Chapter

Reason, Agency and Understanding

Paul Gilbert and Kathleen Lennon

in The World, the Flesh and the Subject

Published by Edinburgh University Press

Published in print April 2005 | ISBN: 9780748614981
Published online March 2012 | e-ISBN: 9780748652495 | DOI: http://dx.doi.org/10.3366/edinburgh/9780748614981.003.0006
Reason, Agency and Understanding

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This chapter looks at the model of reason and agency that has informed Sartre’s sharp distinction between rational purposive activity and emotional behaviour. It traces the move from an intellectualist model of agency, informed by deliberation employing impersonal and universal methods of reasoning, to a conception of engaged agency, whose rationality is immanent within the experiences of embodied agents within the world. The imaginary shape of our world, which makes possible projective projects within it, is one into which we are initiated by culture. This process is discussed in an attempt to resolve three problems that it appears to face. One is the problem of conservatism. How do changes come in our ways of understanding our worlds? The second is the question of reflective and critical thinking. If we are initiated into ways of experiencing, which become second nature to us, what space is there for critical reflection? The third issue confronts difference. Given differences within and across cultures, as well as within different aspects of ourselves, how can we understand different ways of experiencing and rationally evaluate them? These are the questions addressed in the chapter.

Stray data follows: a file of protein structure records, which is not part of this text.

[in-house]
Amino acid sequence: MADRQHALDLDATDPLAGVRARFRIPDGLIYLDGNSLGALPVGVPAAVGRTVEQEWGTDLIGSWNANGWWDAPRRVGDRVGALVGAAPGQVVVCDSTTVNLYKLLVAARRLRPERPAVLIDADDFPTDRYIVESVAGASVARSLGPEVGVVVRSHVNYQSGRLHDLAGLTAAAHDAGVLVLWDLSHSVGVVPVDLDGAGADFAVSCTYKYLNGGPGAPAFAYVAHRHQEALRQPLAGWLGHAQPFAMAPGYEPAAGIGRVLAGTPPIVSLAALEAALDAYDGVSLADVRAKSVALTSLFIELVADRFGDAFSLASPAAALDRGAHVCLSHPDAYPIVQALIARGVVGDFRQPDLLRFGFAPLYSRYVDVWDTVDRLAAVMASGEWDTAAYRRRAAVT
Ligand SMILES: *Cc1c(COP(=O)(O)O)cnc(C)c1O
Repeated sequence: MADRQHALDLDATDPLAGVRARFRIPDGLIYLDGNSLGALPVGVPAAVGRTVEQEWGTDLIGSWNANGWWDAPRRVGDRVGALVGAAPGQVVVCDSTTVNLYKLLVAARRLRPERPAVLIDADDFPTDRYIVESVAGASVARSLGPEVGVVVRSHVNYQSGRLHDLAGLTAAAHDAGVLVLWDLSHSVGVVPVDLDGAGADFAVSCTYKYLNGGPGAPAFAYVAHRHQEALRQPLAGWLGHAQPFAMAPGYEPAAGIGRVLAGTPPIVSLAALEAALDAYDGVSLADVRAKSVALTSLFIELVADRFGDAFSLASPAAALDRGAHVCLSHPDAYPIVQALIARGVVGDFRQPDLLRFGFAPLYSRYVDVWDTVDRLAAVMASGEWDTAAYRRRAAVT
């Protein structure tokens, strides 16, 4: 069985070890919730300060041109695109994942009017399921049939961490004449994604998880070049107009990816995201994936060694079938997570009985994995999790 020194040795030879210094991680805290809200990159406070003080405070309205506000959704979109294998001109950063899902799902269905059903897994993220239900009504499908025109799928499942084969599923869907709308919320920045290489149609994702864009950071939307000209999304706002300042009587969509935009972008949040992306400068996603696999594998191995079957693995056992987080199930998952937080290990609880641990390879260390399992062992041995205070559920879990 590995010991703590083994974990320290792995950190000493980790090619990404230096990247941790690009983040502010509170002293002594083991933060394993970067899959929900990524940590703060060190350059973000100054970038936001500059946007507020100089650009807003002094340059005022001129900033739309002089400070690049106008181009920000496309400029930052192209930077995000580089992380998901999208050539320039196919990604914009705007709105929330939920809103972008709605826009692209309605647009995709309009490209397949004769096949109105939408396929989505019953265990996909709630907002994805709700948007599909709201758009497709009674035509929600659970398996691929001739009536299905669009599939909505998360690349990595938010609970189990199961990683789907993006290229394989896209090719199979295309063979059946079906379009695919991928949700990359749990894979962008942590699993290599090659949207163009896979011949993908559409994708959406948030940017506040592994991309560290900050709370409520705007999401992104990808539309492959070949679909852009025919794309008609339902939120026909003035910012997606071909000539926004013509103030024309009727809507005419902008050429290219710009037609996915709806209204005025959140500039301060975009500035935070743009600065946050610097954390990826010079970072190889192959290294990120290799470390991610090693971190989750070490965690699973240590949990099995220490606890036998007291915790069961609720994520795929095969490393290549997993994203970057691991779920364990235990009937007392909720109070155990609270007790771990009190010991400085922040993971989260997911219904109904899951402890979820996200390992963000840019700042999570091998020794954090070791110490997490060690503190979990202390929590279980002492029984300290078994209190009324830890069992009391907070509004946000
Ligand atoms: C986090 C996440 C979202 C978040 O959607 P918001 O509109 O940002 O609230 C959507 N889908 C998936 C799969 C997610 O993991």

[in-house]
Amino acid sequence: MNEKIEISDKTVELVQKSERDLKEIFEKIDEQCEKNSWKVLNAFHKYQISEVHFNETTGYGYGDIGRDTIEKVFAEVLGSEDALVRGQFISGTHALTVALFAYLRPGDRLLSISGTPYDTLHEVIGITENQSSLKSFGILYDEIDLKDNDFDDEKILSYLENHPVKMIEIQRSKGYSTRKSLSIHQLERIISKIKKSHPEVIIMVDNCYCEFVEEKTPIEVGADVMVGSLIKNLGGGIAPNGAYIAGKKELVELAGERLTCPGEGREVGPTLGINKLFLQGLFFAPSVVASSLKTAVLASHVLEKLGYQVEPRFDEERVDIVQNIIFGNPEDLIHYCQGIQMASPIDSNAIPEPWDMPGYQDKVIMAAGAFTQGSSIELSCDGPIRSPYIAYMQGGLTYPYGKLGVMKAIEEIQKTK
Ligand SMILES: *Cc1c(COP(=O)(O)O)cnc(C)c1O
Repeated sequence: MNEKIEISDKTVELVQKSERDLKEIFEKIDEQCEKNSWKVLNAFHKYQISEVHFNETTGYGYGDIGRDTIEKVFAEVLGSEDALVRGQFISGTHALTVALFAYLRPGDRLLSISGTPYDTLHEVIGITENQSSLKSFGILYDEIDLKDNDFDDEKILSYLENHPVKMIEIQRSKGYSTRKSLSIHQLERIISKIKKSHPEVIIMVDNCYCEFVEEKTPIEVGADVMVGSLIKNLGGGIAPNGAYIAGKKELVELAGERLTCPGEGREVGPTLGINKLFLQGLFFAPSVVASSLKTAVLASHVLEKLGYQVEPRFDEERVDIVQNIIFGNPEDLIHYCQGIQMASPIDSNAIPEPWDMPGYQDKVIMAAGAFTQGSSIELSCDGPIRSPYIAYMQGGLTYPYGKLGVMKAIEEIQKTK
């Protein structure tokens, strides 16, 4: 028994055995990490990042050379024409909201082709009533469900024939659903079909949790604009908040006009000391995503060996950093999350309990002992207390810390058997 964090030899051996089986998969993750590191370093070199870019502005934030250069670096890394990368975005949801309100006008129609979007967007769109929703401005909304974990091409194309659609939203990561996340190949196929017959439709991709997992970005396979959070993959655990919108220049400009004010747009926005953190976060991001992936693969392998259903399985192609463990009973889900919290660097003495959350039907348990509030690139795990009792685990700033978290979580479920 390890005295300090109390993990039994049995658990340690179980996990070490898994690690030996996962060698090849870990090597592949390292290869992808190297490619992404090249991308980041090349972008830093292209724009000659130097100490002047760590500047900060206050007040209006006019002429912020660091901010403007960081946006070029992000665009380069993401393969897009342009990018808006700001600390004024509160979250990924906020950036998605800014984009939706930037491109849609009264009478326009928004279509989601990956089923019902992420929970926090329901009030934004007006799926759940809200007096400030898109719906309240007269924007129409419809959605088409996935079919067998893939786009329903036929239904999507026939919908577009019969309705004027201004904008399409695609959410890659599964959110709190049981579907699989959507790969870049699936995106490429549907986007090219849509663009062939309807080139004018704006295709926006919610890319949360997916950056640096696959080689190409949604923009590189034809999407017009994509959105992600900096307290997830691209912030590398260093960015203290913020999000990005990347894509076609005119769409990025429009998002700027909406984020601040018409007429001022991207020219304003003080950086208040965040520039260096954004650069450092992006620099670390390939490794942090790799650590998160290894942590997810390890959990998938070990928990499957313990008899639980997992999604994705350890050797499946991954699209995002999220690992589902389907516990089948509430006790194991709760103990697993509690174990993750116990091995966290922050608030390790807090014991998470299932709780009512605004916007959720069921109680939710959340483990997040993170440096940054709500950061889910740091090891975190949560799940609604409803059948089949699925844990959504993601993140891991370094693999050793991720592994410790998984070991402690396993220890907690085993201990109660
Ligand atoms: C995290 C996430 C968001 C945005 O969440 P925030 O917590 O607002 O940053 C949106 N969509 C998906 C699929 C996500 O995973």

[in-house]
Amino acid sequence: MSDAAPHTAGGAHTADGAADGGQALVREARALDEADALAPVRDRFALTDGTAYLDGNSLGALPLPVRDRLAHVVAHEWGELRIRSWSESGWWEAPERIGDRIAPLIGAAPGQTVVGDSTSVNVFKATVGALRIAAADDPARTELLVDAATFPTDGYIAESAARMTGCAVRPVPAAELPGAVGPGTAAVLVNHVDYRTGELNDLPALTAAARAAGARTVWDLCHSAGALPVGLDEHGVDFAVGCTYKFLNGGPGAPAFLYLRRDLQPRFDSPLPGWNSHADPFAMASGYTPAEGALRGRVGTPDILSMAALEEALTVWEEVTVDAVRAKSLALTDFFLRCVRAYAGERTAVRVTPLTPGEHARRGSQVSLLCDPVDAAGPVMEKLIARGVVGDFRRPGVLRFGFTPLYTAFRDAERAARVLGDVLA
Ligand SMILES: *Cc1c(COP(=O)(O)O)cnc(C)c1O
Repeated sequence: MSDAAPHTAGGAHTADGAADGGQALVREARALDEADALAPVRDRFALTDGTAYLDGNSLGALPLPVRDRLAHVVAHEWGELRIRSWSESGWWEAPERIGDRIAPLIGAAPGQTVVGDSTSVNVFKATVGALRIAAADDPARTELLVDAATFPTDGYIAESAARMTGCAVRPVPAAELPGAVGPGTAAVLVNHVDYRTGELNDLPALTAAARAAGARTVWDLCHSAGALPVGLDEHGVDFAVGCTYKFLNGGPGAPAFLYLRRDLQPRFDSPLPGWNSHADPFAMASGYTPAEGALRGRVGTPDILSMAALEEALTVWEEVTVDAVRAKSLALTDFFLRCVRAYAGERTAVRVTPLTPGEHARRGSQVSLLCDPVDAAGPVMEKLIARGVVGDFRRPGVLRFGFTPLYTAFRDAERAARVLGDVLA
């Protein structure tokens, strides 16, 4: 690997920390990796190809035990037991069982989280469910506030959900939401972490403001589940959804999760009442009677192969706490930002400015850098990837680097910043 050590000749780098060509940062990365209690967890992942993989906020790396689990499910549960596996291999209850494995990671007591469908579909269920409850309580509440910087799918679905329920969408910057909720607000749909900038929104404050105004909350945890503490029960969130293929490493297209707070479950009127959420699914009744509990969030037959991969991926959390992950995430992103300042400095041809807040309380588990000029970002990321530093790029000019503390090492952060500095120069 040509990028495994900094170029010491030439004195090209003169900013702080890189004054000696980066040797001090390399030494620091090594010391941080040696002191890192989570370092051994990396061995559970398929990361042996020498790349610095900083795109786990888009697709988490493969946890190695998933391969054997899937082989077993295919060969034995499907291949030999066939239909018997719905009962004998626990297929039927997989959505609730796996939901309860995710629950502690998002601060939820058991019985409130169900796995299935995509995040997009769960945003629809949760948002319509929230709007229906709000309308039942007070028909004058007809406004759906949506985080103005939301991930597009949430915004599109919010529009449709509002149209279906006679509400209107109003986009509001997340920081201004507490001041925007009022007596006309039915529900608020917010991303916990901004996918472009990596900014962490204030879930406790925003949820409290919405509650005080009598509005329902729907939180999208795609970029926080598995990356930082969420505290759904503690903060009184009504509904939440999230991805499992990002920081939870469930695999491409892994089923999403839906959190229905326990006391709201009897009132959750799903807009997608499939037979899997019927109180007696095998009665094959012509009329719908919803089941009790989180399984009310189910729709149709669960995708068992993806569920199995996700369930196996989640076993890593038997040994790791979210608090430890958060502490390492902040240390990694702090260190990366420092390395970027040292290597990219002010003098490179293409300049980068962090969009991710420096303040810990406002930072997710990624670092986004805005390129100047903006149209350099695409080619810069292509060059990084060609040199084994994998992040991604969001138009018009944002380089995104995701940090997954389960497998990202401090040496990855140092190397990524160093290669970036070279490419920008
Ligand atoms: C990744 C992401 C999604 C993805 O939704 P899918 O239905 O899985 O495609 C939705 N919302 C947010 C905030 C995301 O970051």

Keywords: Sartre; rational purposive activity; emotional behaviour; engaged agency; intellectualist model

Chapter.  12307 words. 

Subjects: Philosophy of Mind

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